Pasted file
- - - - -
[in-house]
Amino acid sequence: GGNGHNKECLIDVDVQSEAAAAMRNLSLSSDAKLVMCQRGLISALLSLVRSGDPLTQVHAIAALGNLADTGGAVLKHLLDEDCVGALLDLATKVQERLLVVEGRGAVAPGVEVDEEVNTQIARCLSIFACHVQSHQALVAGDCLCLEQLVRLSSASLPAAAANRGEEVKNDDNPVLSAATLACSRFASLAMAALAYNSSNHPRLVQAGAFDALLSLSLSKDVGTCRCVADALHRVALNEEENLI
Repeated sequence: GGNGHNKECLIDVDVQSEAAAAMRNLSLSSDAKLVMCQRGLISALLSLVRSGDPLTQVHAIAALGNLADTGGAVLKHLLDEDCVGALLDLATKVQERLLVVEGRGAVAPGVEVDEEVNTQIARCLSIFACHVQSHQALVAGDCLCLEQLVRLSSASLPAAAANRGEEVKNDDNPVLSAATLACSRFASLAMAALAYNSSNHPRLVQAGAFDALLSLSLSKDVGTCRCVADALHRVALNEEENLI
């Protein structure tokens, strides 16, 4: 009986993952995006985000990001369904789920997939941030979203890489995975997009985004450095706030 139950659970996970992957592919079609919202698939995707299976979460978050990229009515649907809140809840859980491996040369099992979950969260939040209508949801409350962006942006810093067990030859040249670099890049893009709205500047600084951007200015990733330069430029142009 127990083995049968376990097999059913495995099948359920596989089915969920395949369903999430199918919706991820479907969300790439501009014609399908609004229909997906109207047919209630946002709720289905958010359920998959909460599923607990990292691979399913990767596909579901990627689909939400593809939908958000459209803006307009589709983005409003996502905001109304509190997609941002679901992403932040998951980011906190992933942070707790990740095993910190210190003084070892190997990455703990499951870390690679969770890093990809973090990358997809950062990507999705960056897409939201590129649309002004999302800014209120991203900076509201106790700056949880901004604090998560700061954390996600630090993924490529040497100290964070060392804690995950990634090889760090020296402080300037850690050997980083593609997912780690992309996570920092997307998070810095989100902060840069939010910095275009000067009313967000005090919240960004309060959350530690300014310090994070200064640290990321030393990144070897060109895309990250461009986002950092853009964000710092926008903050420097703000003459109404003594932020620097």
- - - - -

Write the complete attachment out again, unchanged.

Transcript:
[in-house]
Amino acid sequence: GGNGHNKECLIDVDVQSEAAAAMRNLSLSSDAKLVMCQRGLISALLSLVRSGDPLTQVHAIAALGNLADTGGAVLKHLLDEDCVGALLDLATKVQERLLVVEGRGAVAPGVEVDEEVNTQIARCLSIFACHVQSHQALVAGDCLCLEQLVRLSSASLPAAAANRGEEVKNDDNPVLSAATLACSRFASLAMAALAYNSSNHPRLVQAGAFDALLSLSLSKDVGTCRCVADALHRVALNEEENLI
Repeated sequence: GGNGHNKECLIDVDVQSEAAAAMRNLSLSSDAKLVMCQRGLISALLSLVRSGDPLTQVHAIAALGNLADTGGAVLKHLLDEDCVGALLDLATKVQERLLVVEGRGAVAPGVEVDEEVNTQIARCLSIFACHVQSHQALVAGDCLCLEQLVRLSSASLPAAAANRGEEVKNDDNPVLSAATLACSRFASLAMAALAYNSSNHPRLVQAGAFDALLSLSLSKDVGTCRCVADALHRVALNEEENLI
């Protein structure tokens, strides 16, 4: 009986993952995006985000990001369904789920997939941030979203890489995975997009985004450095706030 139950659970996970992957592919079609919202698939995707299976979460978050990229009515649907809140809840859980491996040369099992979950969260939040209508949801409350962006942006810093067990030859040249670099890049893009709205500047600084951007200015990733330069430029142009 127990083995049968376990097999059913495995099948359920596989089915969920395949369903999430199918919706991820479907969300790439501009014609399908609004229909997906109207047919209630946002709720289905958010359920998959909460599923607990990292691979399913990767596909579901990627689909939400593809939908958000459209803006307009589709983005409003996502905001109304509190997609941002679901992403932040998951980011906190992933942070707790990740095993910190210190003084070892190997990455703990499951870390690679969770890093990809973090990358997809950062990507999705960056897409939201590129649309002004999302800014209120991203900076509201106790700056949880901004604090998560700061954390996600630090993924490529040497100290964070060392804690995950990634090889760090020296402080300037850690050997980083593609997912780690992309996570920092997307998070810095989100902060840069939010910095275009000067009313967000005090919240960004309060959350530690300014310090994070200064640290990321030393990144070897060109895309990250461009986002950092853009964000710092926008903050420097703000003459109404003594932020620097």